There are a bunch of variables to play with in Onrush, even in the current beta. For the opening hours of my first morning playing, however, none of them seemed to matter very much.
There are vehicles to pick from, ranging from fast-and-light to slow-and-heavy. Each come with their own skills and their own gimmicks. There are courses, throwing you over sand dunes and past tumbledown churches or skipping across day-glo volcanic lakes, a sudden burst of rainbow colour amidst stinging gusts of snow, all of which conform to the basic Onrush ideal, which seems to be a wide, chummy donut loop filled with jumps and bottlenecks. There are game types, too, in which your team competes with another by either ramming each other to pieces and doing tricks for boost, or by racing through little gateways to keep your countdown clock well-stocked with seconds.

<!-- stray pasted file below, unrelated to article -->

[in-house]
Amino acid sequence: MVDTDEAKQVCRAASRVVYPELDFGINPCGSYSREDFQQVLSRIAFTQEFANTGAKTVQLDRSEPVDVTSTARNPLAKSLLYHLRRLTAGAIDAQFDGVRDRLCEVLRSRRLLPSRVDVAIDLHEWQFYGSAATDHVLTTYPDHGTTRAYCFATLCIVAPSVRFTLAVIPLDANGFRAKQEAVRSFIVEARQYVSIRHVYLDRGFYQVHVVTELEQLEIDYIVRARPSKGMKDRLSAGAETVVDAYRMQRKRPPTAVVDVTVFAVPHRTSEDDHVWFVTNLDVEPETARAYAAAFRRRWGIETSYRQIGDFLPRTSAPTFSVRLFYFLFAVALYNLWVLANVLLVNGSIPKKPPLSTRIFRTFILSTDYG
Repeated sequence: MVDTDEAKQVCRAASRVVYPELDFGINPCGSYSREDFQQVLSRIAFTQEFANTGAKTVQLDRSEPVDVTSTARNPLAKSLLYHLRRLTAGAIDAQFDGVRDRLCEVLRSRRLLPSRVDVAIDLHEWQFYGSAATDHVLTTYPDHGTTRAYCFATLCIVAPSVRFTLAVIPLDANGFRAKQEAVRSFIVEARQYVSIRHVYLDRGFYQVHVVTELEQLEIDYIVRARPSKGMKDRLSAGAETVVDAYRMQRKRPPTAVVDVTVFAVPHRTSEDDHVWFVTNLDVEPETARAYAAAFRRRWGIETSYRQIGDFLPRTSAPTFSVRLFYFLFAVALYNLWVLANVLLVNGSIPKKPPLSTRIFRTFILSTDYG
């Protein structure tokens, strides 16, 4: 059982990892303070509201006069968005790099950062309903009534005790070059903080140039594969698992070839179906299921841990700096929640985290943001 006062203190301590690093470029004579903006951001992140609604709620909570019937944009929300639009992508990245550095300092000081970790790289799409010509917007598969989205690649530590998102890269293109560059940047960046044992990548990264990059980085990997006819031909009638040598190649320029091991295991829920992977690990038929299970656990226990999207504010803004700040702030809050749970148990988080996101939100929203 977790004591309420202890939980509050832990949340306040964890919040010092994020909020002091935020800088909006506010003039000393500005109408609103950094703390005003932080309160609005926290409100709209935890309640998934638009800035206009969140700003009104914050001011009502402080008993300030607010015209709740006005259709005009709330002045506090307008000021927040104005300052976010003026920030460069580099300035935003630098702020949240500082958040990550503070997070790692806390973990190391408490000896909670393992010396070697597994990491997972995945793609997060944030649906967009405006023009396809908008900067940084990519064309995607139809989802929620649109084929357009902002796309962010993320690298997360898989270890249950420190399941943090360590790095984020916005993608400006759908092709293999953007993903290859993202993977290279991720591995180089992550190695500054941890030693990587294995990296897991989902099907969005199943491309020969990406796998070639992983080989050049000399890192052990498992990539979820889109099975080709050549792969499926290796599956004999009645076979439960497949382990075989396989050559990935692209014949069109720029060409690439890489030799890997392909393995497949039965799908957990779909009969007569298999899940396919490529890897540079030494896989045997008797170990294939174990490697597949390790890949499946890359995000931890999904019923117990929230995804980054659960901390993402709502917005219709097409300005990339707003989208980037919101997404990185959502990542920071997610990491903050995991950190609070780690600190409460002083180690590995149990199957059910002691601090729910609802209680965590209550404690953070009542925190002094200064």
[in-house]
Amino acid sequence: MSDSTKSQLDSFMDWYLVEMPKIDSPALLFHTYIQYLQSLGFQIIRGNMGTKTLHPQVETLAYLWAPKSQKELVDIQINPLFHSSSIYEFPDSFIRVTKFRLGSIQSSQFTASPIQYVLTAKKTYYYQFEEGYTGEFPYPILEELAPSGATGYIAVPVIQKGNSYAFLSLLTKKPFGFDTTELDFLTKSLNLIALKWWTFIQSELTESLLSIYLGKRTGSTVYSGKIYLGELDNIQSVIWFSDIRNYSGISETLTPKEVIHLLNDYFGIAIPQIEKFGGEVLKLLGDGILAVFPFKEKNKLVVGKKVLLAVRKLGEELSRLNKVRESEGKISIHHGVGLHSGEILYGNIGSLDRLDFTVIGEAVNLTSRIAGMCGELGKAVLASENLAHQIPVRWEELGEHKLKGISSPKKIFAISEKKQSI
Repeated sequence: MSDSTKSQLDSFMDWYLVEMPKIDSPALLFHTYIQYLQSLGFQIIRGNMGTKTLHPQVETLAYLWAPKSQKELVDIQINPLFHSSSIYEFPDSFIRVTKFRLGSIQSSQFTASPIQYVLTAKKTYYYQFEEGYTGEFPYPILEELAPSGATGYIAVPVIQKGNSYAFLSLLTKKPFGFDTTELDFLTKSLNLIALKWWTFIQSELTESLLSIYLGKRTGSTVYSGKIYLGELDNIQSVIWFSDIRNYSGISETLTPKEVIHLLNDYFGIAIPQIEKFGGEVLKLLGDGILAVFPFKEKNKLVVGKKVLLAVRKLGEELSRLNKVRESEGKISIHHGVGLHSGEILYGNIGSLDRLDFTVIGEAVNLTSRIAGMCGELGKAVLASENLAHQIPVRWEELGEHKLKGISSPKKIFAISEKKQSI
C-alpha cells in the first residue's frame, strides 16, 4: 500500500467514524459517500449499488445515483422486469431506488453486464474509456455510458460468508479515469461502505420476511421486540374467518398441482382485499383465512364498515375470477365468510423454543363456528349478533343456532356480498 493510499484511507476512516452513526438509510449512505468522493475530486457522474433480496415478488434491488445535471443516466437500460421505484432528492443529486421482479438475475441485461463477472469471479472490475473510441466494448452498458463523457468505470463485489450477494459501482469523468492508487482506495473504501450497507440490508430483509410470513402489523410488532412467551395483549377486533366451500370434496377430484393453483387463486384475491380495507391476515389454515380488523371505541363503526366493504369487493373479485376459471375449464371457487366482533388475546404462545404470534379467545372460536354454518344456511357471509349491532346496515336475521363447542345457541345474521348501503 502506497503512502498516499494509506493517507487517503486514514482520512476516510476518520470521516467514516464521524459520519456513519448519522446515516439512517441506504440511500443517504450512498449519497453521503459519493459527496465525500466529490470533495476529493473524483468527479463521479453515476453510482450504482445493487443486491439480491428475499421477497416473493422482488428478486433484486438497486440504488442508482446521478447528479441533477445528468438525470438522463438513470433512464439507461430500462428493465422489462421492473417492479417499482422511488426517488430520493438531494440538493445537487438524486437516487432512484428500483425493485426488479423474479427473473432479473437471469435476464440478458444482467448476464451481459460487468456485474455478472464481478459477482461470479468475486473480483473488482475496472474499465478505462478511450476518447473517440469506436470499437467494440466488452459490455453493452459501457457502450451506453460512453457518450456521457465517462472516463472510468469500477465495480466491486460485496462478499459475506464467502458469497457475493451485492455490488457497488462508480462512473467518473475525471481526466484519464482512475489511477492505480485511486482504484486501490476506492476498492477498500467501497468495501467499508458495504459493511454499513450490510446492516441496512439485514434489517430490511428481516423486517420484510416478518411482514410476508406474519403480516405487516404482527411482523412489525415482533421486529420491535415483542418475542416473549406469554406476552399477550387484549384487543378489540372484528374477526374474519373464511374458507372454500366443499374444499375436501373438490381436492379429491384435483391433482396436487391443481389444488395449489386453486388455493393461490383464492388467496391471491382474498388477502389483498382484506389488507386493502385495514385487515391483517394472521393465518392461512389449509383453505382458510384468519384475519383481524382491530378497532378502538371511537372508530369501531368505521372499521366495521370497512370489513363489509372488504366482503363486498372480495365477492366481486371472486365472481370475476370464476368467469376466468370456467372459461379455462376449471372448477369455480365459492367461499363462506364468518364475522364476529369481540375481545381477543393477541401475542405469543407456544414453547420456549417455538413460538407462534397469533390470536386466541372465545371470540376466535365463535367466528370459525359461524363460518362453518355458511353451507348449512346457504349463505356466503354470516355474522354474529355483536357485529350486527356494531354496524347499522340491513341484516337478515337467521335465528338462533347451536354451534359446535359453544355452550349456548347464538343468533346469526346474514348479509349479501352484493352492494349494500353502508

At first, though, it was all a heady, grinding blur: buffeted and gloriously rattled, I was not left with the focus needed to divine what exactly happens when you level up between games, or what makes one team-mate a regular in the post-match MVP rankings, or how that MVP player gets to choose what their avatar looks like or which funny victory dance they end up doing.